So when the emissaries of Syed Ahmad gave a call to join the liberation movement (Jihad), the hard pressed and persecuted peasantry responded with fervour and religious enthusiasm. The British were responsible for their plight and economic ruin so when they were called to wage a holy war against the white infidels, they readily offered themselves to be recruited as the Mujahideen. The preachers assured them that when India was liberated they would get back their forfeited lands and the ownership rights as well. This was the greatest attraction for the poor peasants. The end of the colonial occupation, restoration of the previous political set up and restitution of their lands had fascinated them. The recruitment and training centre was at Sadiqpur in Patna. After a brief orientation and a short span of training, the recruits were transported to the front.

The liberation movement (Jihad) had been launched, now the question was, where to establish the headquarters of the movement. It was obvious that such a movement could not be conducted from the British controlled areas. The native rulers, who had accepted the British over lordship, also could not have allowed anti-British activities in their states. This was the most intricate problem. Some Pathan disciples offered their territory, the North-West Frontier Province (NWFP) for the purpose. This area was not under the British control and was ruled by the tribal chieftains who enjoyed an independent or at least autonomous political status in their principalities. Since the region was abutting on the Punjab, the Sikh who had established a mighty empire under Ranjit Singh in Punjab, considered it as their sphere of influence. They plundered the localities, tortured the inhabitants and recovered heavy fines from the tribal chiefs. The weak and defenseless chiefs had to suffer humiliation at the hands of the Sikh army. People had to flee their houses to save themselves from the brute soldiers. There was a deep discontent against these incursions and pillage. But there was no one to come to their rescue. Therefore, when Syed Ahmad announced his intention to wage a war against the British and was in search of a suitable and strategically safe place, the Pathans offered their land, hoping their own emancipation.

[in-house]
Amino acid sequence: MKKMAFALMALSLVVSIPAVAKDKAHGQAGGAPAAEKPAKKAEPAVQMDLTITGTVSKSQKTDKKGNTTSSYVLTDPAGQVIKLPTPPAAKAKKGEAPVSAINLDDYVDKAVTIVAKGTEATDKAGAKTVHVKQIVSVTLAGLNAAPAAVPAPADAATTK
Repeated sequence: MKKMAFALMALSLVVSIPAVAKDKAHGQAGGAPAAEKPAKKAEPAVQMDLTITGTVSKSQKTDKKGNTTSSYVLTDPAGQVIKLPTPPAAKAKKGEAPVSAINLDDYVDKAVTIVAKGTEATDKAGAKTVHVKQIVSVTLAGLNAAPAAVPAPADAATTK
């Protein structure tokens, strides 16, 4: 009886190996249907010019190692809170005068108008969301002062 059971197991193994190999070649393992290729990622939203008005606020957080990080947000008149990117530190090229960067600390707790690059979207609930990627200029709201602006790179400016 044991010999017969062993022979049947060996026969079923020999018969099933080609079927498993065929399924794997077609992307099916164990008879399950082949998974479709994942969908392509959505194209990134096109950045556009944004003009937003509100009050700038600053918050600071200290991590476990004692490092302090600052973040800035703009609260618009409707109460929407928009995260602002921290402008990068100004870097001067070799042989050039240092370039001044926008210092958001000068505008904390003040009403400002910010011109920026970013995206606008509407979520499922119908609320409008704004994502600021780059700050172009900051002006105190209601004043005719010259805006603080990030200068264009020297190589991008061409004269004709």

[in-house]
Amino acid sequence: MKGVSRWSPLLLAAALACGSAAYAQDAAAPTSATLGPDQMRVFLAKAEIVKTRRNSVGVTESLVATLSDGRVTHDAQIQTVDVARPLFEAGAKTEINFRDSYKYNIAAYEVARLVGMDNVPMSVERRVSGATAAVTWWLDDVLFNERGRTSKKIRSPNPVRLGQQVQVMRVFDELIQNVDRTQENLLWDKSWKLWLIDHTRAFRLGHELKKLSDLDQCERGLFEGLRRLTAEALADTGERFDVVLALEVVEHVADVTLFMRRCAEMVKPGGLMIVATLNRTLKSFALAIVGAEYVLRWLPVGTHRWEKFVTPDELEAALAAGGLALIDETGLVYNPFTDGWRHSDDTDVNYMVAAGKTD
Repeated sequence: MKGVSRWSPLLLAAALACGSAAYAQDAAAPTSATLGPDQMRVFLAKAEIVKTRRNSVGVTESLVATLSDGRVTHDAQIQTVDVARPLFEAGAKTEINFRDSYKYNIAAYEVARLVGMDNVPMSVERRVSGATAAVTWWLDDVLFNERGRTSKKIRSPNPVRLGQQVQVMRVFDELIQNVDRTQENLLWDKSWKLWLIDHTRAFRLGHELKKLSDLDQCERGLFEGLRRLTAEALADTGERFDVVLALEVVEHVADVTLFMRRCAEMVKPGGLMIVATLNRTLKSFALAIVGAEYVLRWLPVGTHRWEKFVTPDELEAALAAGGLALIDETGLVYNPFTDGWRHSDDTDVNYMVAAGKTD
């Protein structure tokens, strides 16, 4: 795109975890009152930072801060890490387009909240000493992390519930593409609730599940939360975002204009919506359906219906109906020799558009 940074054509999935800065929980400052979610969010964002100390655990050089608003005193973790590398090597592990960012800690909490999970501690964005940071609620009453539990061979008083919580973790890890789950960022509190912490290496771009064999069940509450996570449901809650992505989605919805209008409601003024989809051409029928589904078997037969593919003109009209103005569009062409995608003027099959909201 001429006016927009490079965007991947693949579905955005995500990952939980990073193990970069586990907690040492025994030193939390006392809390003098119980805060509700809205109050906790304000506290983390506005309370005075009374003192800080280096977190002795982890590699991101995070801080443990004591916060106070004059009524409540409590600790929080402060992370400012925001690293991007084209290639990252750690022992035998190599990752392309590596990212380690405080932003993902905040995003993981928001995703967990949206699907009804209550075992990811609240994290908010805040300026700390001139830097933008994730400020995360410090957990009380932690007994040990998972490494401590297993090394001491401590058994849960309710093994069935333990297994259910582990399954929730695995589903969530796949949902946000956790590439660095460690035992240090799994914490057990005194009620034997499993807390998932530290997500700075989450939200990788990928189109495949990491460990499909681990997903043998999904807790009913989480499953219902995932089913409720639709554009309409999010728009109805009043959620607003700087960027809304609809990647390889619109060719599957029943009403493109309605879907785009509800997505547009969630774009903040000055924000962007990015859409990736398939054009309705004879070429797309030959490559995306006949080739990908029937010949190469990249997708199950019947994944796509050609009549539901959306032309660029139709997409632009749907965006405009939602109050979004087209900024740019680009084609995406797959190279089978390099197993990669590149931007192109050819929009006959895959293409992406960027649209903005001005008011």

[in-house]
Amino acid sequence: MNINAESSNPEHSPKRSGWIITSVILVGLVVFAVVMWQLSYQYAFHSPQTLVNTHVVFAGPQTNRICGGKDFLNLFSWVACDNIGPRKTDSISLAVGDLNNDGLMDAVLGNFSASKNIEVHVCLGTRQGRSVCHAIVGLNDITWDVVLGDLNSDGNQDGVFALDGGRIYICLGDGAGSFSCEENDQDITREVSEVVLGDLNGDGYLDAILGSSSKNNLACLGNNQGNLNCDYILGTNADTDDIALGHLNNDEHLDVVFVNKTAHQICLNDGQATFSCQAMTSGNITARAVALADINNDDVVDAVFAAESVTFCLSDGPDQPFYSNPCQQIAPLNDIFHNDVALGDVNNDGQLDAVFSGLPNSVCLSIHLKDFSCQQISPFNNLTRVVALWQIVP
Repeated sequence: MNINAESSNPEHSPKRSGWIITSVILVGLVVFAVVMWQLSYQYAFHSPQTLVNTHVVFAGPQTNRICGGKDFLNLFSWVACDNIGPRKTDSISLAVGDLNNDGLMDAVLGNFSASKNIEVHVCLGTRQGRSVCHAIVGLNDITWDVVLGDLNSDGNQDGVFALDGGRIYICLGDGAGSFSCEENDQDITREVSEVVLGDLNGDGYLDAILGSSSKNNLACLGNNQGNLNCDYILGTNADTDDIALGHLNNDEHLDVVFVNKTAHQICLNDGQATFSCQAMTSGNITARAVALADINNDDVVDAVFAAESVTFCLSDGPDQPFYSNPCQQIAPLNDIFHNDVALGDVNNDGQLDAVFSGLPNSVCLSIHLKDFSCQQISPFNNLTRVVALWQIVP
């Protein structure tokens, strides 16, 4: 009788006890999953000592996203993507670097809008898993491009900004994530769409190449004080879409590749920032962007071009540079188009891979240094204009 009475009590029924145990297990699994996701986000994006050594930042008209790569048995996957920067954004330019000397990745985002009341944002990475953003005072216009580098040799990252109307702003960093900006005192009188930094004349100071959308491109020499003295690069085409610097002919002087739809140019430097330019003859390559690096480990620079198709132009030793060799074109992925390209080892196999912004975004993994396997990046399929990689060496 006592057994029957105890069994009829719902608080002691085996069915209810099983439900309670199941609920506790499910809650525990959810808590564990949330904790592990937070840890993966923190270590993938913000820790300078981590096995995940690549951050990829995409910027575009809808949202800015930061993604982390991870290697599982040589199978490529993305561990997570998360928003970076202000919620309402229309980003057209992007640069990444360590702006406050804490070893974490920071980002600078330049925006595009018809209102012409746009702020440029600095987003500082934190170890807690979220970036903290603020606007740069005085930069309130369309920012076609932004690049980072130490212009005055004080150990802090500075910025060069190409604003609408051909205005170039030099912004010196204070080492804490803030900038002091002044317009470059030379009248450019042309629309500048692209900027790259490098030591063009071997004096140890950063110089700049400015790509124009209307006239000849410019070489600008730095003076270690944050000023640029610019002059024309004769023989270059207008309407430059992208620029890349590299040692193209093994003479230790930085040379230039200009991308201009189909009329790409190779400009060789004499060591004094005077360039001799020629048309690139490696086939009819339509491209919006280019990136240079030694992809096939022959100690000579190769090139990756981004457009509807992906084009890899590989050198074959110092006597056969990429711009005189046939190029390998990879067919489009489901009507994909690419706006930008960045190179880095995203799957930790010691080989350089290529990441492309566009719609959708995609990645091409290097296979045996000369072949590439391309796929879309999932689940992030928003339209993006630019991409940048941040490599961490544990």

This was the best-suited offer for the Wahhabis. The region was predominantly inhabited by the Muslims, and was surrounded by the provinces having majority of the Muslim population such as Kashmir, Kabul, Sindh etc. it was an ideal place to mobilize the local tribal to join the Jihad movement. The tribal warriors, with their religious zeal, could prove to be the best soldiers. Military assistance could also be sought from Kabul and other regional rulers of Afghanistan. Contacts could also be established with the countries of Central Asia and Iran (1).